By now there appears to be little practical point to President Donald Trump's Japan trip.
Big news is breaking back home. The Supreme Court decisions, Democratic debates and woes at the southern border are all more significant than stately photo ops.
Upon arriving at the G-20, the president's mind clearly was elsewhere. He took to Twitter to slam as "ridiculous" the high court's decision on a controversial Census question. He said he asked lawyers if they can delay the whole process, which is unlikely.
Because of technology, Trump can just as easily razz leaders of India and Japan, as he did this week, from the comforts of Mar-a-Lago.
Will he say in person what he has broadcast on Twitter? Whatever the answer, Osaka seems a long way to go when you have FaceTime.
Rightly or wrongly, Trump attacks "globalist" deals such as the Trans-Pacific Partnership and the Paris climate accord. He doesn't seem poised to reach any new agreements at this event.
His top economic adviser Larry Kudlow on Tuesday was downplaying the significance of Trump's coming conference with President Xi Jinping.
For all anyone knows, Trump's trade representatives could accomplish more with their own discussions with Beijing.
Last December, when Trump met with Xi, Kudlow said the summit went "very well." Since then, a tariff war escalated.
But we'll see what happens, as the man likes to say.
On Wednesday, Trump was asked if he'll tell Russian President Vladimir Putin at the G-20 not to meddle in the 2020 election. What he says to Putin is "none of your business," he replied.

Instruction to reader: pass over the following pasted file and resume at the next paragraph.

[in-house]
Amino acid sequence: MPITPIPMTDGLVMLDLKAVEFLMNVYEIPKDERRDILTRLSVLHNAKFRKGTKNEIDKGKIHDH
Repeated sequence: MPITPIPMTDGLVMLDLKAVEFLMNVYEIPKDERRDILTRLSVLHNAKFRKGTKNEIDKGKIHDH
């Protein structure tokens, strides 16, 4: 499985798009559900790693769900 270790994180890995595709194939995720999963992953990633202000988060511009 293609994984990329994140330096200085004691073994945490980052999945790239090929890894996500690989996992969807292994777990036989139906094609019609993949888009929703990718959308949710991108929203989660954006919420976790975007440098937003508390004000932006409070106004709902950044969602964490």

Trump met with Putin previously, at the G-20 and elsewhere, but U.S.-Russia relations remain status quo. In fact, as of last January, the two had met five times and what was said remained hazy.
If they are not the public's business, these summits seem pointless, a mere institutional habit.
Still, the American president might have an indirect impact at the G-20 conference.
By not taking a leadership role, he has added interest to three-way meetings of the leaders of India, Russia and China, according to various press reports.
Trump said China's economy has been "going down the tubes." This may or may not be fake news. But again, he doesn't have to be overseas to say it.
Meanwhile, Trump called the U.S. defense arrangement with host nation Japan one-sided. But given the president's track record on making "the best deals," Prime Minister Shinzo Abe need not worry about his guest.